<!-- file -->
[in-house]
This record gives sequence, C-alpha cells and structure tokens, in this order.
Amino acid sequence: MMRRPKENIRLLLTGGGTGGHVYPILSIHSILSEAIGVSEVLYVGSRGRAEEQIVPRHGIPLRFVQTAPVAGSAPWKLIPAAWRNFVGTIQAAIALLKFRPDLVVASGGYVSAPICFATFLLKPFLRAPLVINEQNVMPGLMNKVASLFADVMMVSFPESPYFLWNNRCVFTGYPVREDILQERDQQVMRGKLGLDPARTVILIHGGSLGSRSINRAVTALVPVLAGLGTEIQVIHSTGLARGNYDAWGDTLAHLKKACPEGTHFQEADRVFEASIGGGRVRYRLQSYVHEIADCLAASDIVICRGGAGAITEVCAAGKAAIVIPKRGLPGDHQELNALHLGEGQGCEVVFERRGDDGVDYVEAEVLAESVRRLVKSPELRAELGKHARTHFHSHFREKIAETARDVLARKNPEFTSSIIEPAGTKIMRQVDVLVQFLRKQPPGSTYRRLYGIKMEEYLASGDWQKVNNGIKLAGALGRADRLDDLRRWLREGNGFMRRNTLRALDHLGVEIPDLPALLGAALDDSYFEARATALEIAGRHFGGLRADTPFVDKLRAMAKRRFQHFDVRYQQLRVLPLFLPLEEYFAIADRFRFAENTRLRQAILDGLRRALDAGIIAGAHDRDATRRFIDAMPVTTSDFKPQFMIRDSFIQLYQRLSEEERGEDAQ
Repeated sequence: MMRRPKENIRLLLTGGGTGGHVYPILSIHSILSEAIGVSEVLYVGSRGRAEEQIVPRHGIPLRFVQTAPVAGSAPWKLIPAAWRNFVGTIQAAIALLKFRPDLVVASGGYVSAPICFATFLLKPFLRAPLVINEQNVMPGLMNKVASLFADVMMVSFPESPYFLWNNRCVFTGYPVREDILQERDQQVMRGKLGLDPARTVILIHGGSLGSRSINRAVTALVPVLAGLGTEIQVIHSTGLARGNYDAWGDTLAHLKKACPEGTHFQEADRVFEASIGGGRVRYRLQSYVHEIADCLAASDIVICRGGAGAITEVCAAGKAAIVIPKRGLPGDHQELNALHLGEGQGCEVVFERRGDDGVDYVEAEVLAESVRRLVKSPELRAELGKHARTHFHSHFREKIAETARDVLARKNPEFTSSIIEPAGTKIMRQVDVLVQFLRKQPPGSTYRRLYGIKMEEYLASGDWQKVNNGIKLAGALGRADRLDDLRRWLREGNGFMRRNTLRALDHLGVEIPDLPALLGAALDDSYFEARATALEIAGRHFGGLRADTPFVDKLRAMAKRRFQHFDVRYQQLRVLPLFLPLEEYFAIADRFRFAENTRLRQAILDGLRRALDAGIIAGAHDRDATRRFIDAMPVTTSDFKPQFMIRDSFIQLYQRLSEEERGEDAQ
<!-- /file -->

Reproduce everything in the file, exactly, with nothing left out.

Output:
[in-house]
This record gives sequence, C-alpha cells and structure tokens, in this order.
Amino acid sequence: MMRRPKENIRLLLTGGGTGGHVYPILSIHSILSEAIGVSEVLYVGSRGRAEEQIVPRHGIPLRFVQTAPVAGSAPWKLIPAAWRNFVGTIQAAIALLKFRPDLVVASGGYVSAPICFATFLLKPFLRAPLVINEQNVMPGLMNKVASLFADVMMVSFPESPYFLWNNRCVFTGYPVREDILQERDQQVMRGKLGLDPARTVILIHGGSLGSRSINRAVTALVPVLAGLGTEIQVIHSTGLARGNYDAWGDTLAHLKKACPEGTHFQEADRVFEASIGGGRVRYRLQSYVHEIADCLAASDIVICRGGAGAITEVCAAGKAAIVIPKRGLPGDHQELNALHLGEGQGCEVVFERRGDDGVDYVEAEVLAESVRRLVKSPELRAELGKHARTHFHSHFREKIAETARDVLARKNPEFTSSIIEPAGTKIMRQVDVLVQFLRKQPPGSTYRRLYGIKMEEYLASGDWQKVNNGIKLAGALGRADRLDDLRRWLREGNGFMRRNTLRALDHLGVEIPDLPALLGAALDDSYFEARATALEIAGRHFGGLRADTPFVDKLRAMAKRRFQHFDVRYQQLRVLPLFLPLEEYFAIADRFRFAENTRLRQAILDGLRRALDAGIIAGAHDRDATRRFIDAMPVTTSDFKPQFMIRDSFIQLYQRLSEEERGEDAQ
Repeated sequence: MMRRPKENIRLLLTGGGTGGHVYPILSIHSILSEAIGVSEVLYVGSRGRAEEQIVPRHGIPLRFVQTAPVAGSAPWKLIPAAWRNFVGTIQAAIALLKFRPDLVVASGGYVSAPICFATFLLKPFLRAPLVINEQNVMPGLMNKVASLFADVMMVSFPESPYFLWNNRCVFTGYPVREDILQERDQQVMRGKLGLDPARTVILIHGGSLGSRSINRAVTALVPVLAGLGTEIQVIHSTGLARGNYDAWGDTLAHLKKACPEGTHFQEADRVFEASIGGGRVRYRLQSYVHEIADCLAASDIVICRGGAGAITEVCAAGKAAIVIPKRGLPGDHQELNALHLGEGQGCEVVFERRGDDGVDYVEAEVLAESVRRLVKSPELRAELGKHARTHFHSHFREKIAETARDVLARKNPEFTSSIIEPAGTKIMRQVDVLVQFLRKQPPGSTYRRLYGIKMEEYLASGDWQKVNNGIKLAGALGRADRLDDLRRWLREGNGFMRRNTLRALDHLGVEIPDLPALLGAALDDSYFEARATALEIAGRHFGGLRADTPFVDKLRAMAKRRFQHFDVRYQQLRVLPLFLPLEEYFAIADRFRFAENTRLRQAILDGLRRALDAGIIAGAHDRDATRRFIDAMPVTTSDFKPQFMIRDSFIQLYQRLSEEERGEDAQ